Investigating the health effects of loose-fill asbestos insulation in the Australian Capital Territory, Australia.

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  • Occupational and environmental health
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Background:
Asbestos causes mesothelioma and other cancers, although the health effects of residential exposure are less clear. We investigated the health effects of living in ~1100 houses insulated with loose-fill amosite asbestos in the 1970’s that were subsequently remediated in the 1980’s in the Australian Capital Territory (ACT), Australia.

Methods:
We conducted four sub-studies: (1) a descriptive analysis of mesothelioma cases in the ACT, (2) focus groups of residents, (3) a cross-sectional survey of recent residents, and (4) a population-based cohort study examining a range of cancer outcomes. The cohort study linked all ACT addresses since 1984 to national cancer and death datasets to estimate incidence among those who had ever or never lived in these houses. Analyses were conducted using Stata and studies were approved by relevant ethics committees.

Results:
In descriptive analysis, (81%) of reported mesothelioma cases in the ACT were male and the rate between 2009-11 was 2.95 per 100,000 persons; similar to the rest of Australia. Living in affected homes resulted in high levels of stress with many residents experiencing loss of neighborhoods. Among surveyed residents, 53% (193/363) reported asbestos fibres were found in household living areas and 81% (119/140) of men entered roof spaces. In the cohort study of >1million individuals, the rate of mesothelioma among male residents was 2.54 (95%CI 1.02-5.24) times higher than among men who never lived in affected homes. There were no cases of mesothelioma among female residents. Standardized incidence ratios were elevated for some other cancers among residents.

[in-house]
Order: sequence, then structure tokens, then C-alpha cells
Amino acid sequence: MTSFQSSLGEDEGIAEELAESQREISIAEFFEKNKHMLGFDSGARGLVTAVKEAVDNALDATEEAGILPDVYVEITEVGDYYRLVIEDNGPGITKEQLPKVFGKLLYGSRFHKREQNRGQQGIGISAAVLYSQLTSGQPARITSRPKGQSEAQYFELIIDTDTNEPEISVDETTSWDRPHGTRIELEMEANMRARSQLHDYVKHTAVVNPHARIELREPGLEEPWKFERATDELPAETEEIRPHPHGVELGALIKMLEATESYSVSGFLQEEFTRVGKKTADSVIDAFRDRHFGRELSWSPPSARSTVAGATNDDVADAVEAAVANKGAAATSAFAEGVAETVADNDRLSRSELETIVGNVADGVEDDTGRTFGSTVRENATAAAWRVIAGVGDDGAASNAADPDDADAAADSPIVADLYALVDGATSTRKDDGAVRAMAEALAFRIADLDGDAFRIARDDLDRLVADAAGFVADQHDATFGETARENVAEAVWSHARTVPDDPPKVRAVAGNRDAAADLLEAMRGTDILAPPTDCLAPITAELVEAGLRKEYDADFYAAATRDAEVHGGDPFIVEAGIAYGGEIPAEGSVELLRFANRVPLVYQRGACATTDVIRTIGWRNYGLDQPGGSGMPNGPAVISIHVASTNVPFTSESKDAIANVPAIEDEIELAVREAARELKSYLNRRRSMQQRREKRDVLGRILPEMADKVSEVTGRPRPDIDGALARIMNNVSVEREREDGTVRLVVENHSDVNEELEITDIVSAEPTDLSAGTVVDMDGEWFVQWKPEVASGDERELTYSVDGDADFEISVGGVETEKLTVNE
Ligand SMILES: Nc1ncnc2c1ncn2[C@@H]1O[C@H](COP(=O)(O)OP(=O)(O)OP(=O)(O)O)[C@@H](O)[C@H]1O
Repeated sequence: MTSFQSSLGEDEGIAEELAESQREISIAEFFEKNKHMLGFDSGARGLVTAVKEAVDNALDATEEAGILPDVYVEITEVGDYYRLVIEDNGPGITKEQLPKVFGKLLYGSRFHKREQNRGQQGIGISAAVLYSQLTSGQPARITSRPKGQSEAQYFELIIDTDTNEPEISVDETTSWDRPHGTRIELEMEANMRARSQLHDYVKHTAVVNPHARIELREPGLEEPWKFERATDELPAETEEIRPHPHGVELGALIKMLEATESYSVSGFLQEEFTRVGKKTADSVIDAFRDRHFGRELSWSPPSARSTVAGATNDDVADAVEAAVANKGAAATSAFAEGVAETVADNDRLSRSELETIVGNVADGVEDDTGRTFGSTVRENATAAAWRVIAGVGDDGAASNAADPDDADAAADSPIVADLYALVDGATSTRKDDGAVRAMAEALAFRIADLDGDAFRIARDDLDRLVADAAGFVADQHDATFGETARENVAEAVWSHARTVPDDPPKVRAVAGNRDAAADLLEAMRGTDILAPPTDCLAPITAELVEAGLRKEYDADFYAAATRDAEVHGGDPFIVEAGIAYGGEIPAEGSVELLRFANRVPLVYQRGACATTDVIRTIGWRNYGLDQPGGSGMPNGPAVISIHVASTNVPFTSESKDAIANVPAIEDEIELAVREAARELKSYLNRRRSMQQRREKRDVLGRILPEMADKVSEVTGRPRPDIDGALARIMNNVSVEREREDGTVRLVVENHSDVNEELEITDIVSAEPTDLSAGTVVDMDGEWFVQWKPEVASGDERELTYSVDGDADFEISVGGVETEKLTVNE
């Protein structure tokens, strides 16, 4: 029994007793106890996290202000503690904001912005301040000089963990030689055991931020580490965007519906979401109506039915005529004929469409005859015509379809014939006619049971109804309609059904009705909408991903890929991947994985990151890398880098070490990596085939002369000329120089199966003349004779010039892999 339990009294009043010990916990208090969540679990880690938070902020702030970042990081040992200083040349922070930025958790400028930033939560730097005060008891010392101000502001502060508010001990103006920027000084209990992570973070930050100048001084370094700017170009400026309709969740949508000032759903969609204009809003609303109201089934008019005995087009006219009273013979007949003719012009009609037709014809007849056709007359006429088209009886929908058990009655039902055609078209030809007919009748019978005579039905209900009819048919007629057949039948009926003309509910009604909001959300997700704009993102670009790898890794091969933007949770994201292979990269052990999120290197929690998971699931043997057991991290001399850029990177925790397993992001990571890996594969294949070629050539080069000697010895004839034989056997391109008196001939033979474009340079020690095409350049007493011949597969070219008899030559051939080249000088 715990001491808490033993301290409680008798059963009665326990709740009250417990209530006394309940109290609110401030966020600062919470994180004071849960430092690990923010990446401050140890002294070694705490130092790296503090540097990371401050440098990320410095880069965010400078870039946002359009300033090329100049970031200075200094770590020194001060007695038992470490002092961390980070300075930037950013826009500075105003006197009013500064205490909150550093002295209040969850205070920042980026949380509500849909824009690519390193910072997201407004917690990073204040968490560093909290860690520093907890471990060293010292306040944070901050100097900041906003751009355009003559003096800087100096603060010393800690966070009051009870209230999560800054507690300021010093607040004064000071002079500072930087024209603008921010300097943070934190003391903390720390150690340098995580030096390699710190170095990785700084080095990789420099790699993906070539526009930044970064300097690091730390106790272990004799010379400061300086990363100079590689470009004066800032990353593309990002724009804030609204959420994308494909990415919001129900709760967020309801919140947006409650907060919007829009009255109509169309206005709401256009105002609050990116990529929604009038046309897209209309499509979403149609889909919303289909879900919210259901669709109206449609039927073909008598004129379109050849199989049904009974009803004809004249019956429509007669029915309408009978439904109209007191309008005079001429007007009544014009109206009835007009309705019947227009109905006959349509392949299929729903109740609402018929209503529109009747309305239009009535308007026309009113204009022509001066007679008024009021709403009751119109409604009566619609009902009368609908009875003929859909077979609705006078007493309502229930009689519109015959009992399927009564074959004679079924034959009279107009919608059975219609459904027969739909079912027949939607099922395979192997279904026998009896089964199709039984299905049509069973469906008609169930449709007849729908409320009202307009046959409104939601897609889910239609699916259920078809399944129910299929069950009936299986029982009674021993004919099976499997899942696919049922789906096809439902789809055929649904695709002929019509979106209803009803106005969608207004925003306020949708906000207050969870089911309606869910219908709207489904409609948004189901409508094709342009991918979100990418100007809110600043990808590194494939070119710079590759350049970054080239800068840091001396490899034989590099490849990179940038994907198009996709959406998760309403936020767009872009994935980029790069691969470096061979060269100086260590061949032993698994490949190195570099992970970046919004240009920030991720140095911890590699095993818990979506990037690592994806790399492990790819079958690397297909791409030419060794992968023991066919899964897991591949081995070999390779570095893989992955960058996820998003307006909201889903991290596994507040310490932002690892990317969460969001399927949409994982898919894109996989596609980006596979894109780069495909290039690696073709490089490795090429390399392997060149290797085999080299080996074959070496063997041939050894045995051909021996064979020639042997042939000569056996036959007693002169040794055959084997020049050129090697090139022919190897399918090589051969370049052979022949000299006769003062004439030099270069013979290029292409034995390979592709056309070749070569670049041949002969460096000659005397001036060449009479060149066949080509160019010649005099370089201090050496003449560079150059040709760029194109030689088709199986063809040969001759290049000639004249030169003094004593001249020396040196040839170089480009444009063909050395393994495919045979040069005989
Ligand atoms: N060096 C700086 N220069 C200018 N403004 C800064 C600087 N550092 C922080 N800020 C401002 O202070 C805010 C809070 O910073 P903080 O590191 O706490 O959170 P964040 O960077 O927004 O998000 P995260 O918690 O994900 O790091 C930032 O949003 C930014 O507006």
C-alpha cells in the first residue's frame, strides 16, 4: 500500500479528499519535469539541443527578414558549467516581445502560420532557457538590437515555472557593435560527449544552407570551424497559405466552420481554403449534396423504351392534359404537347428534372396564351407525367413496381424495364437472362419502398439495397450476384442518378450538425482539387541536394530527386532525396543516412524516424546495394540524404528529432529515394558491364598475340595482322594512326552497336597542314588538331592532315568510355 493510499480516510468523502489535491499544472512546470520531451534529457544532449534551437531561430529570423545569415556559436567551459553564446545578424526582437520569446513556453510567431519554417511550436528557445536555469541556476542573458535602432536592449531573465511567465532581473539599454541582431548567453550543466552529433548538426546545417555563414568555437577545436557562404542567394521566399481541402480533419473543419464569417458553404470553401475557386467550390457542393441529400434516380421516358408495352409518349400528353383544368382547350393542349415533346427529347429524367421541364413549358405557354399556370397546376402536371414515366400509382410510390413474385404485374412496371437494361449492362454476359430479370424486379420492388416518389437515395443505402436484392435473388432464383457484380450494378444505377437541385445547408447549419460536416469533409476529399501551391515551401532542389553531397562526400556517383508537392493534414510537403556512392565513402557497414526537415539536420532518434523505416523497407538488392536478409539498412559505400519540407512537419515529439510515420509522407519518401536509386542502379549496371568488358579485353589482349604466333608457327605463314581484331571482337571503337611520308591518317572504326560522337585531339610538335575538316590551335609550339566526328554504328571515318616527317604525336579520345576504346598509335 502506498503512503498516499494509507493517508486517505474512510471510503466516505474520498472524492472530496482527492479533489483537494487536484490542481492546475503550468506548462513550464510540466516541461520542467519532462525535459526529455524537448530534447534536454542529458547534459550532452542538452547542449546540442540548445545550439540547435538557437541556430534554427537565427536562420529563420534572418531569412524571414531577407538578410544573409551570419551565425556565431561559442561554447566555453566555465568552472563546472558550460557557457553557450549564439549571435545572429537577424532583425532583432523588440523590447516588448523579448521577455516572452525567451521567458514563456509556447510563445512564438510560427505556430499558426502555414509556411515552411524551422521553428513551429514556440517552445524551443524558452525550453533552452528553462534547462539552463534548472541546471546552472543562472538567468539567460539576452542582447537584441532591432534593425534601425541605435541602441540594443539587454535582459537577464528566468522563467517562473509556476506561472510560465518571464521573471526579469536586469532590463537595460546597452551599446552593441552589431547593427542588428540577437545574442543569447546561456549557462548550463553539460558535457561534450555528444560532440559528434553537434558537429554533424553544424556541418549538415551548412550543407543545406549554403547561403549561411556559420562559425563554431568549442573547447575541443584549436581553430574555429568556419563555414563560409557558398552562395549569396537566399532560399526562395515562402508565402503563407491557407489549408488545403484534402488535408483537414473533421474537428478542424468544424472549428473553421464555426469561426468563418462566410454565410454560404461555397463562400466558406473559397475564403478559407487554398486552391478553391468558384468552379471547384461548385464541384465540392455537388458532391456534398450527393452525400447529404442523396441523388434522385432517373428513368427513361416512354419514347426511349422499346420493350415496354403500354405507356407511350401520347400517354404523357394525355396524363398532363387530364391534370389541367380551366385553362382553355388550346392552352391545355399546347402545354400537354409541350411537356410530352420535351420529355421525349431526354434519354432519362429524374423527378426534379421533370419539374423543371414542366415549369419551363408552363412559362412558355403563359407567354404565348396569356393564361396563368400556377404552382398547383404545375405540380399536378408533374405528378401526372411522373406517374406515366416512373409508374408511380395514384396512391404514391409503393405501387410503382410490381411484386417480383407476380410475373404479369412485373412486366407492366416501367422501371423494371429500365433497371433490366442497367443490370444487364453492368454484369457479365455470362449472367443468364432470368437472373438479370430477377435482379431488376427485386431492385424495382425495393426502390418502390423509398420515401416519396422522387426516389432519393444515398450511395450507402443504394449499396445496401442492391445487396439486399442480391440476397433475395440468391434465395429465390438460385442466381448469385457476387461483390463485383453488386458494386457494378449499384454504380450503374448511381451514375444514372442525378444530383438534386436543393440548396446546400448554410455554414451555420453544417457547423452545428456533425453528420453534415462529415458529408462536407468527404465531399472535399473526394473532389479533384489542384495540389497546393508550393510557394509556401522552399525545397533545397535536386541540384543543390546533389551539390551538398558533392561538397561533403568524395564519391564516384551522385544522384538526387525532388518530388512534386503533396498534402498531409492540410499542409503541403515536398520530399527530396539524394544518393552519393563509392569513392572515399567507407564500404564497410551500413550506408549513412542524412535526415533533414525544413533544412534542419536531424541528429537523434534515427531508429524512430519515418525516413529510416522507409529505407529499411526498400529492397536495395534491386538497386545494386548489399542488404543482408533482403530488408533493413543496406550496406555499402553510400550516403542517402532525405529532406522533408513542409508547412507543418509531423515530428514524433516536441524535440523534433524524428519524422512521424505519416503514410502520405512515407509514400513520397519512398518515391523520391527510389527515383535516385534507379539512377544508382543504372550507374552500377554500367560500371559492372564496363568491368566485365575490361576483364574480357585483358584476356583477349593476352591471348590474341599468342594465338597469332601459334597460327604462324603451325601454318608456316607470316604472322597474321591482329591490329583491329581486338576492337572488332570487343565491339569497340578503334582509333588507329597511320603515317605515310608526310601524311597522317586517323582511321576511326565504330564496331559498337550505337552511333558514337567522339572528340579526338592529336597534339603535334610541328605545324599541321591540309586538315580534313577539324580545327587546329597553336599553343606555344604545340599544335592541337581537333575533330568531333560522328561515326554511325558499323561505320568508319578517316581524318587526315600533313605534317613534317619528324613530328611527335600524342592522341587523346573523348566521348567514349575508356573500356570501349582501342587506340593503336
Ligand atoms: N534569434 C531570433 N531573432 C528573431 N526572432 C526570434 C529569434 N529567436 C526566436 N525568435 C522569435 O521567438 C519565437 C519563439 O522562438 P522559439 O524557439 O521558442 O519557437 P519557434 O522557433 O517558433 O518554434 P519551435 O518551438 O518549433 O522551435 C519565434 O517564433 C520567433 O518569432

Conclusion:
This was an unusual exposure to asbestos in the Australian domestic setting, although this type of insulation may be widespread in other countries. Residential exposure to asbestos may be harmful and result in considerable community distress. Our findings provide support to government efforts to eliminate exposure. We recommend people avoid all exposure to asbestos-containing insulation.

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